Read the full update, Ranbaxy Resolves Criminal and Civil Charges Through Record Settlement - Skadden, Arps, Slate, Meagher & Flom LLP»
If at first you don’t succeed… Jeffrey Skilling of Enron fame has been trying for years to reduce his conspiracy, fraud, and insider trading sentence. And those efforts appear to have paid off, writes white collar-crime attorney Jeff Ifrah:
“Former Enron executive Jeffrey Skilling reportedly has negotiated a deal with federal prosecutors that is likely to result in a significant reduction of the prison sentence he will serve for his role in the collapse of Enron. Under the new agreement, Skilling faces between 14 and 17.5 years in prison — a 27 to 42 percent reduction relative to his previous sentence of 24 years. Apparently, Skilling’s aggressive defense wore prosecutors down in such a way that they are now willing to give up almost half of Skilling’s prison sentence to resolve the case once and for all.”
Read the update, More Enron Fallout: Skilling and DOJ Enter Agreement to Reduce Sentence - Jeff Ifrah»
Trent Martin, an Australian financial analyst accused by the Securities and Exchange Commission of insider trading while working in New York, will be extradited to the US for trial. From Joan Hon at law firm Reed Smith:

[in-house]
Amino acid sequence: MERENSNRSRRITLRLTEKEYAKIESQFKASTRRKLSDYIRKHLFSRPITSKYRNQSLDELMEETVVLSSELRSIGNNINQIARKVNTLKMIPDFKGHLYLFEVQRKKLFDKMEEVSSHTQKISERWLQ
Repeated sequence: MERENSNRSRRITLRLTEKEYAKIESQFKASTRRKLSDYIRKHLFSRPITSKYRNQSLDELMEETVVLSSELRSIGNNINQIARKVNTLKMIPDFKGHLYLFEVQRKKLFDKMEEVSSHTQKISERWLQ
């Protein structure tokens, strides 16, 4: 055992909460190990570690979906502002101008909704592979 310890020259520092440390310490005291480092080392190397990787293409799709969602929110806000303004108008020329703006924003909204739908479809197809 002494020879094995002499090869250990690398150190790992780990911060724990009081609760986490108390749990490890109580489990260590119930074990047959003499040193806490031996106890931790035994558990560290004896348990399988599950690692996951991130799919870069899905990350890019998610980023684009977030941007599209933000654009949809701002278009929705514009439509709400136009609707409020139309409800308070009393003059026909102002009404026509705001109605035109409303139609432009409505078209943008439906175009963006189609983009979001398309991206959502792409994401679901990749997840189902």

“On January 4, 2012, Martin appeared in Hong Kong’s Eastern Magistrates Court, where he did not challenge the extradition order and signed the required consent. Martin has been charged with one count of conspiracy to commit securities fraud and one count of securities fraud. The conspiracy charge carries a maximum potential penalty of five years in prison and a fine of $250,000, or twice the gross gain or loss from the offense. The securities fraud charge carries a maximum penalty of 20 years in prison and a maximum fine of $5 million. Both are quite heavy consequences considering that Martin’s trades yielded him less than US$8,000 profit.”
Read the full update, Insider Trader Arrested in Hong Kong – First Such Extradition in a Decade - Reed Smith»
Bloomberg Law’s Lee Pacchia talks with McDermott partner Rick Firestone, former Associate Director of the Securities and Exchange Commission’s Division of Enforcement, about Mary Jo White’s nomination to head up the SEC. Key takeaways:
- White would be the first SEC Chair with experience as a federal prosecutor, so under her tenure the agency should continue to remain very aggressive on enforcement